The Unstoppable Rise of the Sheer Wedding Dress

Camille Charrière wore a Harris Reed lace dress with a La Perla thong to her wedding reception in Paris. Bucking...
Camille Charrière wore a Harris Reed lace dress with a La Perla thong to her wedding reception in Paris. Bucking conventions, more and more brides are opting to wear sheer designs. Photo: Pierre Ange Carlotti

When Tish Weinstock wed Tom Guinness in the fall of 2022, she did so in three different dresses in three slightly differing degrees of sheerness. The first? A John Galliano for Dior slip with its corset lining removed, in which she cosplayed as Baz Luhrmann’s Juliet for her Halloween-themed welcome night. The second? Her “Miss Havisham meetsCorpse Bride” wedding gown, where her bare skin peeked through antique Normandy lace. Her third and final look? A see-through John Galliano gown from his fall 2009 collection, Iced Maidens, with which Weinstock wore long hair extensions to add a little modesty, while Galliano’s intricate and carefully-placed beading covered part of her thong. “Although it was totally transparent, I didn’t really feel naked,” she says. “I felt like a beautiful gothic mermaid.”

A year earlier in November 2021, Ivy Getty wore her own translucent Maison Margiela bridal dress for her San Francisco wedding reception. Getty, who is fascinated with fairies and Frances Hodgson Burnett’s The Secret Garden, asked Galliano to use the whimsical aesthetic, as well as his own 1996 couture collection, as a starting point. “I always had this iridescent sheer idea,” she tells Vogue. The two worked tirelessly to develop a teddy that matched her exact skin tone, which gave the illusion of Getty being naked underneath. “I love lace, but I feel like that’s very expected for a bride—I wanted to go more of a more unique route,” says Getty.

Tish Weinstock embraced the translucent nature of her 2009 John Galliano gown from his Iced Maidens collection.

Chris Lensz

A month later, Camille Charrière put on a lace dress by British-American designer Harris Reed for her wedding at Maxim’s in Paris with her lingerie visible underneath. “One big question was what underwear to wear—this was a real headache,” Charrière previously told Vogue. “I settled in the end for a lace panty by La Perla, because that’s exactly what one wants to be wearing to enter married life.”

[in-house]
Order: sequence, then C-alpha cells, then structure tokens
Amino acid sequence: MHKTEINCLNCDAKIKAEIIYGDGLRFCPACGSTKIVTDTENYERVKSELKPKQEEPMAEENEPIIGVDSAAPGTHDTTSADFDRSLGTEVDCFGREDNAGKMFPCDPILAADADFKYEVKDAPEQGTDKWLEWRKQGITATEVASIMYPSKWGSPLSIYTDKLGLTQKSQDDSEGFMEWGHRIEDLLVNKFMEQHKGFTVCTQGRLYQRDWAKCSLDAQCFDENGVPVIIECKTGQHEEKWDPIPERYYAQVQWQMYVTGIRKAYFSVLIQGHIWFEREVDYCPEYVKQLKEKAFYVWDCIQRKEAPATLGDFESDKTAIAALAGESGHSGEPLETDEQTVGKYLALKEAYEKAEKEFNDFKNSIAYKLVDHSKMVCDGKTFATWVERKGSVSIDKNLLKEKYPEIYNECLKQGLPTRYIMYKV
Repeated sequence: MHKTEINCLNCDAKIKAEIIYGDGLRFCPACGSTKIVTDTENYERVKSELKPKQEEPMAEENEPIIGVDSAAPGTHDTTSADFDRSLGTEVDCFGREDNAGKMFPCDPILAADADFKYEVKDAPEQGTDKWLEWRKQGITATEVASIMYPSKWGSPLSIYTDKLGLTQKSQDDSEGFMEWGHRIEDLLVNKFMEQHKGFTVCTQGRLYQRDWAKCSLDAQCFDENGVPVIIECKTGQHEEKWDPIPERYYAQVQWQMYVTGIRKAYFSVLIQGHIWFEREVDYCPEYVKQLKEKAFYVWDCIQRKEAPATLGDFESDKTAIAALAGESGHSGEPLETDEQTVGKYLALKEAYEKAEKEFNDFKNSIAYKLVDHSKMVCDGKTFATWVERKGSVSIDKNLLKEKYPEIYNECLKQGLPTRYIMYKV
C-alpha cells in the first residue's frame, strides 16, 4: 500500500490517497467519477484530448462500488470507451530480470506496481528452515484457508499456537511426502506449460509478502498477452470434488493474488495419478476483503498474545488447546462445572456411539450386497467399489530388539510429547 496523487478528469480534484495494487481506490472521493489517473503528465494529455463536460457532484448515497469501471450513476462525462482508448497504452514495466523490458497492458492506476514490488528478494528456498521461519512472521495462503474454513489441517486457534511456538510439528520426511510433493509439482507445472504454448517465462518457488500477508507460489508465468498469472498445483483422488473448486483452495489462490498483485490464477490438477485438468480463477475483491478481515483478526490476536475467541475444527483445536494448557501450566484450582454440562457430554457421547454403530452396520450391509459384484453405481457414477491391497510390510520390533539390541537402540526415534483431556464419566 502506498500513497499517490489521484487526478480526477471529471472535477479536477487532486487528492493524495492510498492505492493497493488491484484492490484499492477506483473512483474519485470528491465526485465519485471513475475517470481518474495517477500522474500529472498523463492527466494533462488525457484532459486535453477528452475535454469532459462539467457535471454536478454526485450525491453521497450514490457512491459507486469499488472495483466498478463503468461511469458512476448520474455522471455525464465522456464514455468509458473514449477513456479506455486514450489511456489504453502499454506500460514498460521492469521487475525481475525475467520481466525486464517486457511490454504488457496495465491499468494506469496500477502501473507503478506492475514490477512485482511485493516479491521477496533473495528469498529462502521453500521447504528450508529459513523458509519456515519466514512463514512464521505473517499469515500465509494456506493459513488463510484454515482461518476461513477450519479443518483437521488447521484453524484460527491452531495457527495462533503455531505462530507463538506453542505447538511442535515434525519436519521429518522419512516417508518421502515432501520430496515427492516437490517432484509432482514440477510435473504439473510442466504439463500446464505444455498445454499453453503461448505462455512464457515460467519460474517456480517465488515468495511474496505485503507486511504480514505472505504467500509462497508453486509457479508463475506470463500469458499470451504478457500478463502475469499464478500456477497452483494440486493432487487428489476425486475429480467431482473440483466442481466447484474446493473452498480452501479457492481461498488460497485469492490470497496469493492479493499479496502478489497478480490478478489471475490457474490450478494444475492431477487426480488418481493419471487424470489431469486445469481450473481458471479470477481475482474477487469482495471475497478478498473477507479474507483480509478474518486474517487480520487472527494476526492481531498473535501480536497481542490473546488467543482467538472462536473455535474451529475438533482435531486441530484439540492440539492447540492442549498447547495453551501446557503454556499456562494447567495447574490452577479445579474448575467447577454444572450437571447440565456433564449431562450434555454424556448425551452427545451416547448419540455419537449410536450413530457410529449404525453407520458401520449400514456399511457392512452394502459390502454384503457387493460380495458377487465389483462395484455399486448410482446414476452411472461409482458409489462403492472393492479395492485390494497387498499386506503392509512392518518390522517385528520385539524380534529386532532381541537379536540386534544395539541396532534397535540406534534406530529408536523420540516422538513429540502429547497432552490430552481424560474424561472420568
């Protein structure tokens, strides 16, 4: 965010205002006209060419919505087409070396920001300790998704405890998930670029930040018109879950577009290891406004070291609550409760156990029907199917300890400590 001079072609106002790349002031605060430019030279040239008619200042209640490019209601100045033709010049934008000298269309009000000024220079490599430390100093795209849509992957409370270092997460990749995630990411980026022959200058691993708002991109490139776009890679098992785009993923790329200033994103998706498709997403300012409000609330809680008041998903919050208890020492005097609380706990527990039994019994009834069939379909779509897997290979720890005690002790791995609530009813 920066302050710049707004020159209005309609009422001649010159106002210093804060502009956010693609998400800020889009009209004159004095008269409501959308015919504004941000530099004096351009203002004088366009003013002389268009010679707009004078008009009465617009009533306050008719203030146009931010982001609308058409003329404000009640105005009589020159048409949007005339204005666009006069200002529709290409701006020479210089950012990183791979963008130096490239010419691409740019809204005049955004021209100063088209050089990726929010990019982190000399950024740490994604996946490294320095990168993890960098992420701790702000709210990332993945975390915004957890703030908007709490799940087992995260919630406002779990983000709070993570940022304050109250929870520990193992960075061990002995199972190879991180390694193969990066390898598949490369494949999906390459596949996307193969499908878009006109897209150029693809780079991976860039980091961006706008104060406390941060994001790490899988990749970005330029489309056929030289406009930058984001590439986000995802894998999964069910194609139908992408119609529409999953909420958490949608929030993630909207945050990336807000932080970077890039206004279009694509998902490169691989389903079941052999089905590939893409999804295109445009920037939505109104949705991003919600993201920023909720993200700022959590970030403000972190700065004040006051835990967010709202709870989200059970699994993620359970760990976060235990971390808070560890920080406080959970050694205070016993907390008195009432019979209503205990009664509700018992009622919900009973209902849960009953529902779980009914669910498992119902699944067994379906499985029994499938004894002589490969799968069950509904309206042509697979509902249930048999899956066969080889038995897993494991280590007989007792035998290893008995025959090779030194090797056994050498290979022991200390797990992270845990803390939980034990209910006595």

Great-aunts, get ready to clutch your pearls: the latest wedding trend is the sheer, or even naked, bridal dress. 

Sure, the sheer trend has been popular among celebrities for quite some time. Who can forget Rihanna’s Adam Selman gown made of 230,000 Swarovski crystals to the 2014 CFDA Awards? (The superstar even said to Vogue in 2016 that her only regret in life was wearing nude underwear as part of the look rather than a bedazzled thong.) More recently, Zoë Kravitz wore a slinky silver mesh Saint Laurent dress to the 2021 Met Gala, whereas Ciara wore a netted halter to the 2023 Vanity Fair Oscar Party with a black G-string peeking out. Yet, weddings—often conservative affairs steeped in tradition—have largely been immune from the controversial style.

Until now. Sheer wedding dresses have been popping up in the collections of established designers, such as Vera Wang, who included several in her 2023 Haute Wedding collection. Emerging talents known for their skin-baring designs have also turned their eye to bridal: This February, former LVMH Prize Winner Nensi Dojaka launched a lingerie-inspired bridal capsule with MyTheresa. (“I think a wedding dress deserves finesse and delicacy and hence, sensuality,” she told British Vogue.) Meanwhile, in May, Sally LaPointe launched a wedding collection that included feathered translucent trousers. And those are just examples of designer collections: real brides everywhere have also been opting for white dresses, often from ready-to-wear lines, that offer varying degrees of sultriness. In fact, in their annual 2023 report, Zola named unconventional wedding dresses—including sheer ones—as a top trend.